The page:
Forestry and Land Scotland has released a five year deer management tender that underlines its commitment to improving and enhancing its sustainable management of Scotland’s National Forests and Land.

The tender follows the recent launch of FLS’s Climate Change Plan that outlines steps the organisation will take to help Scotland reach Net Zero and respond to the biodiversity crisis.

Deer management will be an essential element in delivering on this plan.

At any one time on Scotland’s national forests and land, there are up to 150 million young trees vulnerable to damage from deer – and FLS estimate the cost of the damage done is in the region of £3 million annually.

Valued at around £25 million -£31 million for the five year period (£18 million – £24 million net value after venison sales), the tender will establish a range of contracts that will help deliver a professional cull of more than 150,000 deer.

This is a slight increase in previous cull levels but FLS said that this is necessary to address the high density of deer across the country and to protect Scotland’s national forests and land, and a wide range of habitats, from the excessive negative impacts caused by deer.

‘A substantial challenge’

Ian Fergusson, FLS’ Head of Wildlife Management, said;

“Scotland is facing a substantial challenge in keeping its deer population at a level that is in balance with the environment.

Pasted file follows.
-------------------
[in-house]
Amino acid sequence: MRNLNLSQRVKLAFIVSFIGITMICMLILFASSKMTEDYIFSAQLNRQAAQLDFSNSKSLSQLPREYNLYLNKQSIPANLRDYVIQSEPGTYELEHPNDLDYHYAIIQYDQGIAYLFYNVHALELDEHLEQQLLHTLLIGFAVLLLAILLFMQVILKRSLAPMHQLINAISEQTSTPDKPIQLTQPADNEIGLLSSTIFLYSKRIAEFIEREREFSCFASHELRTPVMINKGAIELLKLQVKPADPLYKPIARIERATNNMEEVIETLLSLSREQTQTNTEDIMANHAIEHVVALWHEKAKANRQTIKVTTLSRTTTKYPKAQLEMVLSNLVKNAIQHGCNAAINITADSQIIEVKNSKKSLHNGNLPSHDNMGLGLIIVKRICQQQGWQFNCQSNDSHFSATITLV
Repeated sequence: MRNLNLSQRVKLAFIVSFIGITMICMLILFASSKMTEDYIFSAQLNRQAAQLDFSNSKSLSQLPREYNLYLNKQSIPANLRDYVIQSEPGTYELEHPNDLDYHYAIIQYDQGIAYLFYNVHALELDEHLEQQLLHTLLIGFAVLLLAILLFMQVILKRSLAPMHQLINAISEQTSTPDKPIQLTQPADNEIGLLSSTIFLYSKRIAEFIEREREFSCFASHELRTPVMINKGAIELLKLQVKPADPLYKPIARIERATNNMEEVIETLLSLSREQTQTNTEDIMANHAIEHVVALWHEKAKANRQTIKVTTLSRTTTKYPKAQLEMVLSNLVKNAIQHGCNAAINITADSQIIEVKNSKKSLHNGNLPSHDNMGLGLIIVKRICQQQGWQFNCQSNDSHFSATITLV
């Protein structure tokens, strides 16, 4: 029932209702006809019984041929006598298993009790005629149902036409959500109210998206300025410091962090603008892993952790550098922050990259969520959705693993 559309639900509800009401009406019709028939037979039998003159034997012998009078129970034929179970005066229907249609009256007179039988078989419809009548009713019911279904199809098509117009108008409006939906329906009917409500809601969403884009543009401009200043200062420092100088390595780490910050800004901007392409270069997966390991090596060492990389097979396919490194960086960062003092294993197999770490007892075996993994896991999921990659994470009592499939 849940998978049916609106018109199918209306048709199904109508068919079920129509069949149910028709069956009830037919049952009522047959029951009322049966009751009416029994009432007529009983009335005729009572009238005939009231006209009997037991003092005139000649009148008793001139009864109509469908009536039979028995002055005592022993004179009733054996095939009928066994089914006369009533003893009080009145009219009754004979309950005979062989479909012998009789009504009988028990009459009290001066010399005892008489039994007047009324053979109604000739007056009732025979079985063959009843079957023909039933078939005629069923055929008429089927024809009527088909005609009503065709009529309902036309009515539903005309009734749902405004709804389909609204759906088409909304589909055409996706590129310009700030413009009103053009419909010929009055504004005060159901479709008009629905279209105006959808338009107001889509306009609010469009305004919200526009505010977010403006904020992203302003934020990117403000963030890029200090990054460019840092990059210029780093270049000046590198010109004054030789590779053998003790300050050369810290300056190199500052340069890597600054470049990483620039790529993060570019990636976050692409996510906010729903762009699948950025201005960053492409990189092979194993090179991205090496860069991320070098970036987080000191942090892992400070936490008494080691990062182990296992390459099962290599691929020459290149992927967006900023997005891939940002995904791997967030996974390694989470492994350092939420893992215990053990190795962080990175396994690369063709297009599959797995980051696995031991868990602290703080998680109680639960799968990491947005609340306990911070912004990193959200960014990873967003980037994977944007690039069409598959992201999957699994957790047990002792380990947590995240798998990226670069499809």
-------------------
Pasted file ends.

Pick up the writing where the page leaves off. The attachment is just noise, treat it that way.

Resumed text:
With the estimated number of deer being about 1 million animals across the country, their concentrations in some areas are detrimental to woodland creation, to nature conservation, to the environments and habitats that they and many other species depend on and – ultimately – to the long-term health of the herd.

“As responsible land managers we need to act to achieve the necessary balance within the deer population – and that is something that can only realistically be attained through evidence based culls sustained by year round effort.

“For many years we have delivered our annual culls thanks to the hundreds of highly trained contractors, who work in partnership to the same high professional standards as our own staff.

“We have also engaged with them to present this tender in a way that works best for them and for us – so we’re looking forward to there being a substantial response.”

The contracts will have a significant positive economic impact in rural communities by supporting up to 100 jobs in the deer management sector and, through the supply of around 37,000 carcasses annually, will continue to support jobs in Scotland’s venison processing sector